New Delhi, 11 JUNE-2014,Piyasree Dasgupta(FP): In the course of his bombastic poll campaign, Narendra Modi had accumulated more than a fair share of adjectives. To every bunch of people wringing their hands and crying ‘megalomaniac’, there was another dewy eyed group calling him the ‘perfect mass leader’.
From a fiery speaker to the joke-repeater, from a pro-development leader to a Gujarat model marketeer, Modi, in the run-up to Prime Minister-ship had been several personas in popular appropriation. There was a marked change in his stance closer to the polls, and his transformation into a statesman from a hyperbole-loving challenger had his fiercest critics stunned. His first speech as the leader of the house in Lok Sabha, however, showed that Narendra Modi’s transformation from an opposition leader to the head of the government has come a full circle. Unlike, say a Mamata Banerjee, who never really got over CPM-bashing long after she had won the elections, Modi’s transformation has been swift and immediate. It’s almost as if he had the PM charade all figured out in his head.
Though we are sure Mamata Banerjee is not taking notes at all, here are a few things she might want to learn from Modi.
1. The ‘Raat Gayi, Baat Gayi’ diplomacy
To twist a popular saying around, Modi’s Congress policy seems to have been ‘be sweet to your friends, sweeter to your enemies’. Ever since he has assumed power, Narendra Modi seems to have completely let go off all the anger that he seemed to have nurtured against the Sonia Gandhi-led government. At least, for now, there’s no visible evidence of any grudge against them anymore. For someone who had never let go off one opportunity to crack a ‘shehzada’ joke or two in the past, Modi has been surprisingly mellow about the previous government.
2. My state is not my only trophy
While you have to credit someone like Mamata Banerjee for her intense devotion to the betterment of her state and the cause of the grassroots, exaggerating aspects of the same doesn’t bode well when she occupies a position as significant as the chief minister’s.
3. Sound like a leader, not a rebel
While Modi has played the role of the rebel for very long and very successfully, Modi, the leader of the government has been a revelation. While he has mostly refrained from talking much about developmental policies during is poll campaigning, he is now talks about plans and not mere ideas. For example, in this address, he pointed out how education is a way to battle poverty and his government will take definitive steps to implement the same. He pointed out the flaws in traditional education and emphasised the need to acquire skills along with degrees. On agriculture, Modi said the government must focus on better technology that includes agro-based industries and better soil testing facilities. “What is in the lab is not on the land. We need to shift what’s in the lab to the land.” Modi also said people were now becoming organic conscious and the small state of Sikkim would soon be an ‘organic’ state. Finally, he dwelt on the issue of women’s safety and said that his government will not tolerate atrocities against women. “We have to stop politicising rape, it doesn’t suit us. We are toying with the dignity of women,” Modi said.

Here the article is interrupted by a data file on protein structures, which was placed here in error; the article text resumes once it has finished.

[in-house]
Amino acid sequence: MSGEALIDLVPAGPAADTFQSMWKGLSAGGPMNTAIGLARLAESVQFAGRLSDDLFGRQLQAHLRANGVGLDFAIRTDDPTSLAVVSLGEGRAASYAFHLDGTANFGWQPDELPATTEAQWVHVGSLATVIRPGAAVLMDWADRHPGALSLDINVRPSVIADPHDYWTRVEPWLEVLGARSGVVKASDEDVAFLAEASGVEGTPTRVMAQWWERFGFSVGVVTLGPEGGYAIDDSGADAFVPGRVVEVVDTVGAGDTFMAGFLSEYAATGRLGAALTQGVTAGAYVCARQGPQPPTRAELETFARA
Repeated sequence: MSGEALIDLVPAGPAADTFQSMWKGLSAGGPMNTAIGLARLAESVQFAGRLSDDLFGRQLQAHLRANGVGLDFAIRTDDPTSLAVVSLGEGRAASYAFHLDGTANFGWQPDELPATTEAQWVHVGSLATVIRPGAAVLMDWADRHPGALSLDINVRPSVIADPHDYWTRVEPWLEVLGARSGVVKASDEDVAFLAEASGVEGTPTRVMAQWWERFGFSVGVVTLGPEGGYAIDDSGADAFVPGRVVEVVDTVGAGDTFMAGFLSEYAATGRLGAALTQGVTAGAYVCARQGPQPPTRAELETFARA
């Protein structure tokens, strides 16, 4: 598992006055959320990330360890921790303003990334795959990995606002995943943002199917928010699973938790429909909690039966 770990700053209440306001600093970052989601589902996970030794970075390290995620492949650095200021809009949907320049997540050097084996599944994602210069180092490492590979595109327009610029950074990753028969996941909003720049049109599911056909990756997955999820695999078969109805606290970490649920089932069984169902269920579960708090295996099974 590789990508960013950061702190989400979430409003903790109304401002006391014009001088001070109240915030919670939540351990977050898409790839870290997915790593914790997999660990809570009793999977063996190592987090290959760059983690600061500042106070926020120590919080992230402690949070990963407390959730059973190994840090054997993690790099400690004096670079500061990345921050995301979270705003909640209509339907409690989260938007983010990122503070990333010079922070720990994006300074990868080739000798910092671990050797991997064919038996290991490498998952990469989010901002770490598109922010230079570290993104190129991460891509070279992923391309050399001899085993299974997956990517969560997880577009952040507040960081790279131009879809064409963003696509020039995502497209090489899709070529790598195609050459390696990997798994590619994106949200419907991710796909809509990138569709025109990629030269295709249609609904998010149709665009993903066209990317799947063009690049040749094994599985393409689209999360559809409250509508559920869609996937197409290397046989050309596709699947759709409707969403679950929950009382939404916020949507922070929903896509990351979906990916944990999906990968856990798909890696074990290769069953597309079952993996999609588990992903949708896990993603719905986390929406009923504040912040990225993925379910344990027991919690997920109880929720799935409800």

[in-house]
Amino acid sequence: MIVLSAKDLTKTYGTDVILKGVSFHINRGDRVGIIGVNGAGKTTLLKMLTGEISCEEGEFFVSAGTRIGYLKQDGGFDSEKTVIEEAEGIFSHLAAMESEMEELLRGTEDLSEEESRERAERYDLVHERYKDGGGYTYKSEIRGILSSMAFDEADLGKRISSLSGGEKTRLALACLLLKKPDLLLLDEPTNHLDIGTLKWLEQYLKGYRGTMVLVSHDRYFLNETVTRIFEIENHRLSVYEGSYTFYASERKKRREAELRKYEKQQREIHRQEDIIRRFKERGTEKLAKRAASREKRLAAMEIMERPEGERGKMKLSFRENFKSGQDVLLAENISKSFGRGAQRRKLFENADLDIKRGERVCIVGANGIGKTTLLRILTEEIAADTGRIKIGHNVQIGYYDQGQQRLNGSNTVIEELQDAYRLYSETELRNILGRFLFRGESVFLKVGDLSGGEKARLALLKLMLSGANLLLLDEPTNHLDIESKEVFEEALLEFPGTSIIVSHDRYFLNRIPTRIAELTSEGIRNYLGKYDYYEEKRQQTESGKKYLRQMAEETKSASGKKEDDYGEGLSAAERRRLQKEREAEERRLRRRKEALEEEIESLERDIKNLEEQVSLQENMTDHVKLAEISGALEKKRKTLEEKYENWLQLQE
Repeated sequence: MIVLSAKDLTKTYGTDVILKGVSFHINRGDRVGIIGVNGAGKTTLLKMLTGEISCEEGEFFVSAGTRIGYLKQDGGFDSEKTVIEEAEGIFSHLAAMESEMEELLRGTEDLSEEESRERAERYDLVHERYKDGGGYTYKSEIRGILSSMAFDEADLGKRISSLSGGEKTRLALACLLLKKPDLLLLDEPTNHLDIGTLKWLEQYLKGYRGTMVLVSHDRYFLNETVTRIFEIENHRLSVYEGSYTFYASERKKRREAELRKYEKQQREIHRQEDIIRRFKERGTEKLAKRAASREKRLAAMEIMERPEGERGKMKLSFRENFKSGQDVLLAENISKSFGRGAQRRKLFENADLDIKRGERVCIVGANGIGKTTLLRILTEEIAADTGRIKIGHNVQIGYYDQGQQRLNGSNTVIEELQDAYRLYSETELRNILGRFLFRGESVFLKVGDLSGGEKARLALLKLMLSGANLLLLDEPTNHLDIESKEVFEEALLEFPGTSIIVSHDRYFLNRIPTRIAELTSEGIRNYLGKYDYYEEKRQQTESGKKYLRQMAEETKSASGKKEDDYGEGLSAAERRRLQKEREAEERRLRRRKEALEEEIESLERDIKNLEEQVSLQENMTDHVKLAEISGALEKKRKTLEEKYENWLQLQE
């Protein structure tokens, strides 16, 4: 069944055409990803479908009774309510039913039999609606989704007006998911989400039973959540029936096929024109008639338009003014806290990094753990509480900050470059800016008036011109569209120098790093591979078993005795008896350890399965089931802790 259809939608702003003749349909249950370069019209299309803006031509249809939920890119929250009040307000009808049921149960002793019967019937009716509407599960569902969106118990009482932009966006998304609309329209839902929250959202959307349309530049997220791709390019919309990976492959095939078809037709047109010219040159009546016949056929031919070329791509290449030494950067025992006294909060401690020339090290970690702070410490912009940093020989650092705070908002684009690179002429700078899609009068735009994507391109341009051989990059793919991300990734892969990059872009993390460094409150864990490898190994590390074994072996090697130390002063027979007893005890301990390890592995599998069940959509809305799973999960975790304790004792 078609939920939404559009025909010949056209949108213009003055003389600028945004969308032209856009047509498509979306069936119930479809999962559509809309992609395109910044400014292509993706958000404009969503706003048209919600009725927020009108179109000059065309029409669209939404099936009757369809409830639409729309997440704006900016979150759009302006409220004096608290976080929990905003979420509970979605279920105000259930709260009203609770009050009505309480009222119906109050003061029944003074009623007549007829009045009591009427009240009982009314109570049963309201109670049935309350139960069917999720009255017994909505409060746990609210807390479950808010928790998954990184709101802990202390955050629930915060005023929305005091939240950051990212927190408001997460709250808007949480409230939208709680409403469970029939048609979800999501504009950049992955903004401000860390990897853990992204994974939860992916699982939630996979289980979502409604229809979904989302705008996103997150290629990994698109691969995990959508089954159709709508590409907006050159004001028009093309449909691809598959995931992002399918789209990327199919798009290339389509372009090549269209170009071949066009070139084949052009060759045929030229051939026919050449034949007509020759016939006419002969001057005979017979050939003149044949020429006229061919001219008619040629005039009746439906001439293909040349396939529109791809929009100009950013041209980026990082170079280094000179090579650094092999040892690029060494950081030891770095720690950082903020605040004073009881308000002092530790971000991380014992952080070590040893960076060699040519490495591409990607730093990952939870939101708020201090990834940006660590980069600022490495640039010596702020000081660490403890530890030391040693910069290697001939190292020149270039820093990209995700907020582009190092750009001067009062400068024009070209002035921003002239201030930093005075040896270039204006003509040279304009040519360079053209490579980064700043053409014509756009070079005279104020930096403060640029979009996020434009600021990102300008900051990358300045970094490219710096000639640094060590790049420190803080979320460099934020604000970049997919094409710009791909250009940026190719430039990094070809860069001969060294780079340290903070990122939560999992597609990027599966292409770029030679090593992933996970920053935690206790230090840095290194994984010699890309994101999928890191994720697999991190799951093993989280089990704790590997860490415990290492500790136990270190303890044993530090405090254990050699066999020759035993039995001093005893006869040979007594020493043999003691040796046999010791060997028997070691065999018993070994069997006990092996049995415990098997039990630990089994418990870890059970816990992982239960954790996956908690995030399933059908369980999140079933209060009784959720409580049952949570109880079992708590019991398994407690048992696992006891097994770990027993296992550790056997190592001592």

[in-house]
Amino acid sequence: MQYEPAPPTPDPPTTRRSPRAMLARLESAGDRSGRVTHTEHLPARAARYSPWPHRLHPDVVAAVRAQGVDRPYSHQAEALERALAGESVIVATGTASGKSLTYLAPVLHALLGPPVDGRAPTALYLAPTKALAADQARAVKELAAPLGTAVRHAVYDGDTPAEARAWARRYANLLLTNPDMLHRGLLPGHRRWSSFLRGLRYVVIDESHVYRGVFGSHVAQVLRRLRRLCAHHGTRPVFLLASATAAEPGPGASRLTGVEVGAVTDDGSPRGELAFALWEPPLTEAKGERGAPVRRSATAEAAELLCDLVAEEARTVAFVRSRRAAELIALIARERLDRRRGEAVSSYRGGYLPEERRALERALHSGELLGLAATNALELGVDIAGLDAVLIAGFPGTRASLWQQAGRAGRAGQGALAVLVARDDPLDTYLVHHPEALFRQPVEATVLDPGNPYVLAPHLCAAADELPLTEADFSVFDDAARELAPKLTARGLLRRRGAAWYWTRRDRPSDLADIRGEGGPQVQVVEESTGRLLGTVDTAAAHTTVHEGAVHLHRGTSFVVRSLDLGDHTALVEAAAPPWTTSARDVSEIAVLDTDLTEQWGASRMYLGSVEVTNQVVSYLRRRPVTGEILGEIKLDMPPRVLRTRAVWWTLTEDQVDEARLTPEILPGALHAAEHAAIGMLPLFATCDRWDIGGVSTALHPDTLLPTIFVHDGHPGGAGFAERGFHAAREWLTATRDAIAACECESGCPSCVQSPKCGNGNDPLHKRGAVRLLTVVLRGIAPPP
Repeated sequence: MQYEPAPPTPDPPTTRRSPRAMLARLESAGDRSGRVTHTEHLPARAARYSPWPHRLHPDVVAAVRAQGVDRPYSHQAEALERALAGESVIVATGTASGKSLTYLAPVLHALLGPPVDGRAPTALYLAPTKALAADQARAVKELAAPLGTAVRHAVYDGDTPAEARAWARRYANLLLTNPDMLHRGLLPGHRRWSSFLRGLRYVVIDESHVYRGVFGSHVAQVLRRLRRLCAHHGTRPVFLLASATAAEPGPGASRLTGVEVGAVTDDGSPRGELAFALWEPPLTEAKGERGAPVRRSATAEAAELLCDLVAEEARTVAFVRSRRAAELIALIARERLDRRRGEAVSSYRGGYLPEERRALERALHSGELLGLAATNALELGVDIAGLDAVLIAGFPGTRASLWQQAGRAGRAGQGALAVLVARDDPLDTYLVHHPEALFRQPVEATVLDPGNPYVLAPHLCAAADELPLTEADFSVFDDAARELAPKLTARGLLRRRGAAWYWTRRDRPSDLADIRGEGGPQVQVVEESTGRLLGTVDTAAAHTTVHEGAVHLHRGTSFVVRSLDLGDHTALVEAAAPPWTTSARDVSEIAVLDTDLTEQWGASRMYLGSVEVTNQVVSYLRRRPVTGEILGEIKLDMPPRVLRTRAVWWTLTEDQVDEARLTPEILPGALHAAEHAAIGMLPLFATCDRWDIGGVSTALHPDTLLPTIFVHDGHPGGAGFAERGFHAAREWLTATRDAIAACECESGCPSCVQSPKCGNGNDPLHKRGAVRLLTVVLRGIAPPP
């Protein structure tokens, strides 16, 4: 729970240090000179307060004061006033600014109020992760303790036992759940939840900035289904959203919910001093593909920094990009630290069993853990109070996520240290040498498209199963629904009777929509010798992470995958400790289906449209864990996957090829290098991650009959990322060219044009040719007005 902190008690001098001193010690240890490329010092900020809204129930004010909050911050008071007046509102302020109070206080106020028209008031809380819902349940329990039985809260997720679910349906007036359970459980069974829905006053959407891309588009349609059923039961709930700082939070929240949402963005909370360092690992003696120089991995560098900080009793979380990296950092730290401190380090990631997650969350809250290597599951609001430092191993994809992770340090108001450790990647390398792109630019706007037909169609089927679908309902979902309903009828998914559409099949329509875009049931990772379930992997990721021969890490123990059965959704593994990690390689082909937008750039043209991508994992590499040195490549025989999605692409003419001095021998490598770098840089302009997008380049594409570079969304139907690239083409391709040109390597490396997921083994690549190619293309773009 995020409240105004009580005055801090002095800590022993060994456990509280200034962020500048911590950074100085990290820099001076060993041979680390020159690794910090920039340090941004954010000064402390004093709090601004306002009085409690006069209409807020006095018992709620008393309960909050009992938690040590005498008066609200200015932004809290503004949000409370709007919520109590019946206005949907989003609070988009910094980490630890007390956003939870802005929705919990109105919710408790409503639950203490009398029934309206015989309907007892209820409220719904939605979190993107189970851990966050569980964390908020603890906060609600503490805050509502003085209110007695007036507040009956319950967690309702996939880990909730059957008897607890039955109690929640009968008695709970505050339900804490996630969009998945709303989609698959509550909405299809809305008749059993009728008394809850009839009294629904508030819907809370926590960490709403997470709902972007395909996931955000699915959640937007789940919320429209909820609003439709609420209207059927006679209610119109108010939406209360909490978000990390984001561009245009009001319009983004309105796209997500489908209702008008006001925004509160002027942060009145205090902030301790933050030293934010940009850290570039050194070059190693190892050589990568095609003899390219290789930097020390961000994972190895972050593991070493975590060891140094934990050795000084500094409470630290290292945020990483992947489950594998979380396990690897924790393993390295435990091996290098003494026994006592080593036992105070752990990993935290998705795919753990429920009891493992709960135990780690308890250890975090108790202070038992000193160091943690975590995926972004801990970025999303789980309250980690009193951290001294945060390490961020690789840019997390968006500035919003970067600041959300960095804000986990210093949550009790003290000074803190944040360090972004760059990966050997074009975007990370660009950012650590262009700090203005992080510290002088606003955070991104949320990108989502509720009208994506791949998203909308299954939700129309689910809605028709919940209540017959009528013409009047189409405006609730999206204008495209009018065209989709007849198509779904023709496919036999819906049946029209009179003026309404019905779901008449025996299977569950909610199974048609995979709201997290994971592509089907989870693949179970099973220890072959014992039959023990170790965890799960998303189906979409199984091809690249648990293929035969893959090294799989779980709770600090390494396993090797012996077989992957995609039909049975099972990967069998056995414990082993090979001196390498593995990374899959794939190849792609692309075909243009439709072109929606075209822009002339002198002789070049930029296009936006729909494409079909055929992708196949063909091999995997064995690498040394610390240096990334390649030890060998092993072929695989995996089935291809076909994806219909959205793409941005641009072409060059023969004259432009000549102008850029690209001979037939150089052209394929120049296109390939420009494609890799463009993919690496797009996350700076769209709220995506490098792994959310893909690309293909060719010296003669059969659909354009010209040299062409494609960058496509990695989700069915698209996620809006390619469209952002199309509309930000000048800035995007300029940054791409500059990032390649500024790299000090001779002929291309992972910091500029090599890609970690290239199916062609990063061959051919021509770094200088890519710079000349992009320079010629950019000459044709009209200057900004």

He, in fact, urged politicians to stop psychological analyses of rape. If a Mohan Bhagwat was listening in, he must have choked on his tea a bit. Contrast this to Banerjee’s gimmicks which overshadow all the good work she does. From painting the town blue to announcing tax subsidies to people who paint there houses white and blue, Banerjee’s drama overshadows her government’s achievements. Only, time will tell whether Modi can back up his words. But for now, he is making all the right noises. The rest of the leaders in India should listen and learn. [ With inputs from Aaron Pereira]